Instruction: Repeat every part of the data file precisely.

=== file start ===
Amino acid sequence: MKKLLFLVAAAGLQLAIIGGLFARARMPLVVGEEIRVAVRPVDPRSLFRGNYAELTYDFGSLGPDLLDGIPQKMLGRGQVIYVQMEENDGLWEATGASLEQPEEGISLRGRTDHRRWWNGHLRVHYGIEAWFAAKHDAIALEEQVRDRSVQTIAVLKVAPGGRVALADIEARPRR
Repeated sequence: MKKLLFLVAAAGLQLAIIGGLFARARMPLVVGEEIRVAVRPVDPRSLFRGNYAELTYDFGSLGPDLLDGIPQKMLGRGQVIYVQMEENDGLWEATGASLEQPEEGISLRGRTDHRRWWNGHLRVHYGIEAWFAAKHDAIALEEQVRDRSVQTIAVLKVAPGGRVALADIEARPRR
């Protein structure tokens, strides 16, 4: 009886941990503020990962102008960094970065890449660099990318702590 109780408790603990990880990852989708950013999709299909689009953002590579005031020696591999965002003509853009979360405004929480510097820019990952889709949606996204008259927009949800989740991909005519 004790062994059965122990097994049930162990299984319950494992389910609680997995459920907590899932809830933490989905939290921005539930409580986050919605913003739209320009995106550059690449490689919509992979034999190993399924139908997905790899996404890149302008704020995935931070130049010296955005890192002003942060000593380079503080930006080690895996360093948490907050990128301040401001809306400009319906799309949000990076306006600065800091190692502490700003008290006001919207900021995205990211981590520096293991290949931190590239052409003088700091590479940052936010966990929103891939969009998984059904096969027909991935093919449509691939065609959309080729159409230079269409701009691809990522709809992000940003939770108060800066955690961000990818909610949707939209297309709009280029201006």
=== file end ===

Amino acid sequence: MKKLLFLVAAAGLQLAIIGGLFARARMPLVVGEEIRVAVRPVDPRSLFRGNYAELTYDFGSLGPDLLDGIPQKMLGRGQVIYVQMEENDGLWEATGASLEQPEEGISLRGRTDHRRWWNGHLRVHYGIEAWFAAKHDAIALEEQVRDRSVQTIAVLKVAPGGRVALADIEARPRR
Repeated sequence: MKKLLFLVAAAGLQLAIIGGLFARARMPLVVGEEIRVAVRPVDPRSLFRGNYAELTYDFGSLGPDLLDGIPQKMLGRGQVIYVQMEENDGLWEATGASLEQPEEGISLRGRTDHRRWWNGHLRVHYGIEAWFAAKHDAIALEEQVRDRSVQTIAVLKVAPGGRVALADIEARPRR
């Protein structure tokens, strides 16, 4: 009886941990503020990962102008960094970065890449660099990318702590 109780408790603990990880990852989708950013999709299909689009953002590579005031020696591999965002003509853009979360405004929480510097820019990952889709949606996204008259927009949800989740991909005519 004790062994059965122990097994049930162990299984319950494992389910609680997995459920907590899932809830933490989905939290921005539930409580986050919605913003739209320009995106550059690449490689919509992979034999190993399924139908997905790899996404890149302008704020995935931070130049010296955005890192002003942060000593380079503080930006080690895996360093948490907050990128301040401001809306400009319906799309949000990076306006600065800091190692502490700003008290006001919207900021995205990211981590520096293991290949931190590239052409003088700091590479940052936010966990929103891939969009998984059904096969027909991935093919449509691939065609959309080729159409230079269409701009691809990522709809992000940003939770108060800066955690961000990818909610949707939209297309709009280029201006």